From 1929 until Stalin's death in 1953, an estimated 14 million people passed through the Gulag. About 1.6 million people died there. Those in the camps were provided meager food, minimal medical care, inadequate clothing for the often-brutal weather conditions, and a near-total lack of modern tools and machinery.
The Gulag was set up along economic lines, with most camps being assigned specific economic tasks within the framework of the industrialization drive — logging, mining, the construction of industrial projects.
After World War II, more than 1 million Soviet soldiers who had survived Nazi prison-of-war camps were shipped off to the Gulag.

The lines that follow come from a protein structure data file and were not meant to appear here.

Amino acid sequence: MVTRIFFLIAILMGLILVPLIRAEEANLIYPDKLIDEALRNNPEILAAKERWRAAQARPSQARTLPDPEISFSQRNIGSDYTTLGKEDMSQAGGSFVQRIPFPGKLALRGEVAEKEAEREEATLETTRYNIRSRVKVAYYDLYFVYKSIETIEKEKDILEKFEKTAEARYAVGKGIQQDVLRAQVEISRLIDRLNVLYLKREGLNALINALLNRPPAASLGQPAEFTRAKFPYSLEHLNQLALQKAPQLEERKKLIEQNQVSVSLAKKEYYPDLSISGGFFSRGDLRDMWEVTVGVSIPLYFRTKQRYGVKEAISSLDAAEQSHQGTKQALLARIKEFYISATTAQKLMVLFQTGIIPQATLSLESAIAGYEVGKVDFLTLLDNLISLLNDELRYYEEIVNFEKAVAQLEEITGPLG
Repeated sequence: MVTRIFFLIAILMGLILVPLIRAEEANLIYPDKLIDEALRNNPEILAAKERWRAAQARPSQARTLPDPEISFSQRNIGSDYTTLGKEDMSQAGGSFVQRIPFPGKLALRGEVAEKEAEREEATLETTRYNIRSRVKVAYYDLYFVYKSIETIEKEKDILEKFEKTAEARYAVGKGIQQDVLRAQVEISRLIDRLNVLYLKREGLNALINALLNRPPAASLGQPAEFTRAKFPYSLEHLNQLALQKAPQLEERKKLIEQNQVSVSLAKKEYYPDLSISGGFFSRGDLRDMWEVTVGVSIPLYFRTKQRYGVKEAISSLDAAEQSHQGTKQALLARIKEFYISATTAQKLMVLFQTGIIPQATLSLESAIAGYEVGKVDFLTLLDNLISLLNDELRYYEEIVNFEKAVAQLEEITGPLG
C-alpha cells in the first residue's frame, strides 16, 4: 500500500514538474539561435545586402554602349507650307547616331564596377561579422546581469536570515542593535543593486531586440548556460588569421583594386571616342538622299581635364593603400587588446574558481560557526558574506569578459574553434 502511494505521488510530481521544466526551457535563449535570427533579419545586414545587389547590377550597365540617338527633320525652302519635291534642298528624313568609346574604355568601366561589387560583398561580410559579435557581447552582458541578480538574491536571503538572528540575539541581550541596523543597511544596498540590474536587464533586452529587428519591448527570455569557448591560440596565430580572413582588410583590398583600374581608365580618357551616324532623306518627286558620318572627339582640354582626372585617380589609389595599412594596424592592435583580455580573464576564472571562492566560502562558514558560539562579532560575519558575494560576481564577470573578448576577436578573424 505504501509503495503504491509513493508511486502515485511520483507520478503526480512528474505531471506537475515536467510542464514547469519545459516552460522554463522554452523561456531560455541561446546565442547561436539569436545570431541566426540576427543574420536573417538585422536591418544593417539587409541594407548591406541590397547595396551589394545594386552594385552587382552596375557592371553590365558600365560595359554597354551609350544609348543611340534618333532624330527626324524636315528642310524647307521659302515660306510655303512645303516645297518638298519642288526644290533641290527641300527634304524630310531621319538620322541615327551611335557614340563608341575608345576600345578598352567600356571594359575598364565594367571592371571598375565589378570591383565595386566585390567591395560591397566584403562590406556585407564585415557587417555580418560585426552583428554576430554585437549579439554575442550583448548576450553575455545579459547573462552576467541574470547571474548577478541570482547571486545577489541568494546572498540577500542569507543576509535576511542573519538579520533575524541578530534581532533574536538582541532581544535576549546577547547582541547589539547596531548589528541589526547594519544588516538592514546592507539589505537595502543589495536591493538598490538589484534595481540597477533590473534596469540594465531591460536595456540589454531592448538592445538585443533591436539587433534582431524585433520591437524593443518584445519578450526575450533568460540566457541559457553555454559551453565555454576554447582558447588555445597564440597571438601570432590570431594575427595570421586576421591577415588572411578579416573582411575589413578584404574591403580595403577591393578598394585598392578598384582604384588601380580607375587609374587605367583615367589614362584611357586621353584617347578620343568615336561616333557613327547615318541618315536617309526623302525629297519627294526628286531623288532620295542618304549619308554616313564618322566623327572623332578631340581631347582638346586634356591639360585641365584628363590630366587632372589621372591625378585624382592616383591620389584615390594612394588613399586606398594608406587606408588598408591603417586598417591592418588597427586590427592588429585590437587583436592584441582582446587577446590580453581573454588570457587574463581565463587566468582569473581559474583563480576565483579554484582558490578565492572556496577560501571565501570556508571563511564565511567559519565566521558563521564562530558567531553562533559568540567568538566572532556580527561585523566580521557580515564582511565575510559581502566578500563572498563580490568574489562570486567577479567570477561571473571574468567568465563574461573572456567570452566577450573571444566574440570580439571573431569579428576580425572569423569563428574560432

After Stalin's death in March 1953, the communist state began to dismantle the Gulag system. Political prisoners began to be released in 1954, and the system was officially canceled by an Interior Ministry decree on January 25, 1960.
The Soviet Secret Police archives recorded prisoners in camps and colonies on January 1 each year. However, Anne Applebaum notes in “Gulag, a History” that these numbers do not account for high turnover throughout the year. While the Gulag generally continued to grow throughout Stalin's reign, the sharpest increases came during the Great Terror, between 1936 and 1938, and in the period after World War II.